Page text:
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The character of Ezekiel, as a Writer and Poet, is thus admirably drawn by the masterly hand of Bishop Lowth: “Ezekiel is much inferior to Jeremiah in elegance; in sublimity he is not even excelled by Isaiah; but his sublimity is of a totally different kind. He is deep, vehement, tragical; his sentiments are elevated, animated, full of fire and indignation; his imagery is crowded, magnificent, terrific; his language is grand, solemn, austere, rough, and at times unpolished; he abounds in repetitions, not for the sake of grace or elegance, but from vehemence and indignation. Whatever subject he treats of, that he sedulously puruses; from that he rarely departs, but cleaves, as it were, to it; whence the connexion is in general evident and well preserved. In other respects he may perhaps be exceeded by the other prophets; but, for that species of composition to which he seems adapted by natural gifts, the forcible, impetuous, grave, and grand, not one of the sacred writers is superior to him. His diction is sufficiently perspicuous; all his obscurity arises from the nature of his subjects. Visions (as for instance, among others, those of Hosea, Amos, and Zechariah), are necessarily dark and confused. The greater part of Ezekiel, particularly towards the middle of the book, is poetical, whether we regard the matter of the language.” Abp. Newcombe judiciously observes, The Prophet is not to be considered merely as a poet, or as a framer of those august and astonishing visions, and of those admirable poetical representations, which he committed to writing; but as an instrument in the hands of God, who vouchsafed to reveal himself, through a long succession of ages, not only in divers parts constituting a magnificant and uniform whole, but also in different manners, as by voice, by dreams, by inspiration, and by plain or enigmatical vision. “Ezekiel is a great poet, full of originality; and, in my opinion, whoever censures him as if he were only an imitator of the old prophets, can never have felt his power. He must not, in general, be compared with Isaiah, and the rest of the old prophets. Those are great, Ezekiel is also great; those in their manner of poetry, Ezekiel in his.” To justify this character the learned prelate descends to particulars, and gives apposite examples, not only of the clear, flowing, and nervous, but also of the sublime; and concludes his observations on his style, by stating it to be his deliberate opinion, that if his “style is the old age of Hebrew language and composition (as has been alleged), it is a firm and vigorous one, and should induce us to trace its youth and manhood with the most assiduous attention.” As a Prophet, Ezekiel must ever be allowed to occupy a very high rank; and few of the prophets have left a more valuable treasure to the church of God than he has. It is true, he is in several places obscure; but this resulted either from the nature of his subjects, or the events predicted being still unfulfilled; and, when time has rolled away the mist of futurity, successive generations will then perceive with what heavenly wisdom this much neglected prophet has spoken. There is, however, a great proportion of his work which is free from every obscurity, and highly edifying. He has so accurately and minutely foretold the fate and condition of various nations and cities, that nothing can be more interesting than to trace the exact accomplishment of these prophecies in the accounts furnished by historians and travellers; while, under the elegant type of a new temple to be erected, a new worship to be introduced, and a new Jerusalem to be built, with new land to be allotted to the twelve tribes, may be discovered the vast extent and glory of the New Testament Church.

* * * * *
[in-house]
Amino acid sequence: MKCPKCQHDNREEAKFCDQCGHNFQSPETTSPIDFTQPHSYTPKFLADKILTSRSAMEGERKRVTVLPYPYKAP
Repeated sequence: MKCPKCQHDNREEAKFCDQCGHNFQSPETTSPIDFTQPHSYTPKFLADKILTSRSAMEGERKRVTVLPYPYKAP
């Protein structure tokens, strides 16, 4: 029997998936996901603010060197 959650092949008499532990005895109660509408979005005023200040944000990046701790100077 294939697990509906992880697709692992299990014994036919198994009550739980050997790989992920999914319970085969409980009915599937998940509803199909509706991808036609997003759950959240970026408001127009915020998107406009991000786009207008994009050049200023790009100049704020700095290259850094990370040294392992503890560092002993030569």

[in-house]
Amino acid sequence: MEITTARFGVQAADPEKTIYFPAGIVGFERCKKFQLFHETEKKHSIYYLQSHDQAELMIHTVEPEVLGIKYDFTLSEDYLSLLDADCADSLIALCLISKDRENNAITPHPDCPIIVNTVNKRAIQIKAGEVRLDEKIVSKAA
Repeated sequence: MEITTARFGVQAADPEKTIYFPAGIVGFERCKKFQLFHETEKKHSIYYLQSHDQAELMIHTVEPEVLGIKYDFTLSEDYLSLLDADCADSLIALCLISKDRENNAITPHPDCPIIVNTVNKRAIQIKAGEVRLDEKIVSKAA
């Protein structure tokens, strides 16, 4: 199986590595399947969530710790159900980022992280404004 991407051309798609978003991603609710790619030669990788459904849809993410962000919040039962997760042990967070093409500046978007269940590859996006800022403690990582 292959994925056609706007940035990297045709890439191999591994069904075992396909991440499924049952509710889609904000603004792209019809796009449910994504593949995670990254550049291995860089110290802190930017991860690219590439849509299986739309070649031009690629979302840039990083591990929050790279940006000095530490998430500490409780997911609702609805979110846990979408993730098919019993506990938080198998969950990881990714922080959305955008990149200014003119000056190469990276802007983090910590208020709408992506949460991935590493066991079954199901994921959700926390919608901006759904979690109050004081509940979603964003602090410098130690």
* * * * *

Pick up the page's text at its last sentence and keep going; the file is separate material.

the Week of Proper 24 / Ordinary 29